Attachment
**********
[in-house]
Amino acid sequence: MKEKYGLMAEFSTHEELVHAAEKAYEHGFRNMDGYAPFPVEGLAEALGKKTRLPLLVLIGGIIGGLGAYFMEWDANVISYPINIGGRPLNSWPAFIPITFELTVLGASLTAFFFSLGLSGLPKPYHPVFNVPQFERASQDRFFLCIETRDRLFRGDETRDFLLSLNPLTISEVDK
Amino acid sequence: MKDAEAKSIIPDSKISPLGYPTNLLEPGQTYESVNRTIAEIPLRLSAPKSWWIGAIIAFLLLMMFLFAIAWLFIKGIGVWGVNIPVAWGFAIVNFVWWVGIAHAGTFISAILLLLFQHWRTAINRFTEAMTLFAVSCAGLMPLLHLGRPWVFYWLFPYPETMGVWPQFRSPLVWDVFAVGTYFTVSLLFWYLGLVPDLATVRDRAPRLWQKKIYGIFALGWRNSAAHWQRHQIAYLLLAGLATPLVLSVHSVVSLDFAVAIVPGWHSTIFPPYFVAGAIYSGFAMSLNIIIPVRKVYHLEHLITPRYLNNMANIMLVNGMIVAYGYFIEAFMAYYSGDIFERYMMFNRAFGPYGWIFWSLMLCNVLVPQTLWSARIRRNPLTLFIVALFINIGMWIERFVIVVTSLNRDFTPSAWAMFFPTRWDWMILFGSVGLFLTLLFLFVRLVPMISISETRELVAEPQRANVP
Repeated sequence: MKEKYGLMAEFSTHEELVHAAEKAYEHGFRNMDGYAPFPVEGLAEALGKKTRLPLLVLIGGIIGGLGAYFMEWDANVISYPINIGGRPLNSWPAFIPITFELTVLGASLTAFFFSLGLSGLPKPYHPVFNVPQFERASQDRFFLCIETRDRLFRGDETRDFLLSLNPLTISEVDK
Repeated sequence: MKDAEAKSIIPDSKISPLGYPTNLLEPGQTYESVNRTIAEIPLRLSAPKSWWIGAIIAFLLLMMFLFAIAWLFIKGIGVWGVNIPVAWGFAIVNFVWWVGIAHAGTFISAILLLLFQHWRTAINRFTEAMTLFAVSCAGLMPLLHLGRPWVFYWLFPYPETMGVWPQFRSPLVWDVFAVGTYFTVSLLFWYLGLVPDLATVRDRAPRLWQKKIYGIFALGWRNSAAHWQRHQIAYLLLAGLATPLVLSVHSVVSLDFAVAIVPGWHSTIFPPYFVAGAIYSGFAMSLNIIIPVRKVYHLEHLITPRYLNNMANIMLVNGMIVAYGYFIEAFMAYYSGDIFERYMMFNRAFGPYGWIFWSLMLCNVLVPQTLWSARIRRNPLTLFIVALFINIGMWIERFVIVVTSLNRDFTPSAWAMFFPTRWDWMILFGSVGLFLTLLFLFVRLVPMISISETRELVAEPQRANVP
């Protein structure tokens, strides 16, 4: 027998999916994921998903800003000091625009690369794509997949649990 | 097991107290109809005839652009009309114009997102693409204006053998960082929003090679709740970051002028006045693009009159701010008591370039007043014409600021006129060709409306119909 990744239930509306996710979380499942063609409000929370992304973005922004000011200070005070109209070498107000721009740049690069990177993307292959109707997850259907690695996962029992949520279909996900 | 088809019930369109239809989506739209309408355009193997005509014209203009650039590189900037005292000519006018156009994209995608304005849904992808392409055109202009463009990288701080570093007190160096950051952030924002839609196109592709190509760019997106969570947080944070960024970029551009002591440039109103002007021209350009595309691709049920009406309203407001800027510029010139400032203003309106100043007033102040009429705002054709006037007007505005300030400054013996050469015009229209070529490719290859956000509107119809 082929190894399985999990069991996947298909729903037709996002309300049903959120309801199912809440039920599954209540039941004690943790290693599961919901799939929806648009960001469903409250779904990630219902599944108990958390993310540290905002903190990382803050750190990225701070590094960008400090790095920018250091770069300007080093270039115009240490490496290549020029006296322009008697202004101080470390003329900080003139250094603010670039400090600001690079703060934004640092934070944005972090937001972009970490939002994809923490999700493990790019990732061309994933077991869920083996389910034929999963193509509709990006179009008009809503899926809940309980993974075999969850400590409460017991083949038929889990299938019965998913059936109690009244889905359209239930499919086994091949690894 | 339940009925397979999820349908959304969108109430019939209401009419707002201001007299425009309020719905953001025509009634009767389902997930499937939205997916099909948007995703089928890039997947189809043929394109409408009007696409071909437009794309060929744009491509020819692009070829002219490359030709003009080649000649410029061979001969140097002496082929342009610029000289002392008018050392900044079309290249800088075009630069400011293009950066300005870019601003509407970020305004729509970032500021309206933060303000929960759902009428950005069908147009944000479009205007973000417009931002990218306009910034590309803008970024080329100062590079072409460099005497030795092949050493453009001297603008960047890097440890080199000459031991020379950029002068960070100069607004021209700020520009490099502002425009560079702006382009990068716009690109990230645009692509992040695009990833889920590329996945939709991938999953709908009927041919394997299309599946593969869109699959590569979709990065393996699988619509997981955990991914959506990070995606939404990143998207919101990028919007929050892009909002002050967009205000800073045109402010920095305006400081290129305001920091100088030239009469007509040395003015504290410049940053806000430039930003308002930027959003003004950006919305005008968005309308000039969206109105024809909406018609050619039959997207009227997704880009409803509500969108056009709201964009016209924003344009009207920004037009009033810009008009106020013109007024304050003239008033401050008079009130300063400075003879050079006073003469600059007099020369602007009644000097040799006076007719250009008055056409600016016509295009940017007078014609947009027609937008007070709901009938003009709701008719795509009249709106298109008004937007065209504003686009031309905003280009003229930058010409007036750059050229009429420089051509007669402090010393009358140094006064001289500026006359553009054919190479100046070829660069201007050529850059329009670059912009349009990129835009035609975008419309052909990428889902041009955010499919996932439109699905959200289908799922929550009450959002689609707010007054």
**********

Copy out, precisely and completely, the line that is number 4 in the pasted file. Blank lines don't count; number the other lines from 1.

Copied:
Repeated sequence: MKEKYGLMAEFSTHEELVHAAEKAYEHGFRNMDGYAPFPVEGLAEALGKKTRLPLLVLIGGIIGGLGAYFMEWDANVISYPINIGGRPLNSWPAFIPITFELTVLGASLTAFFFSLGLSGLPKPYHPVFNVPQFERASQDRFFLCIETRDRLFRGDETRDFLLSLNPLTISEVDK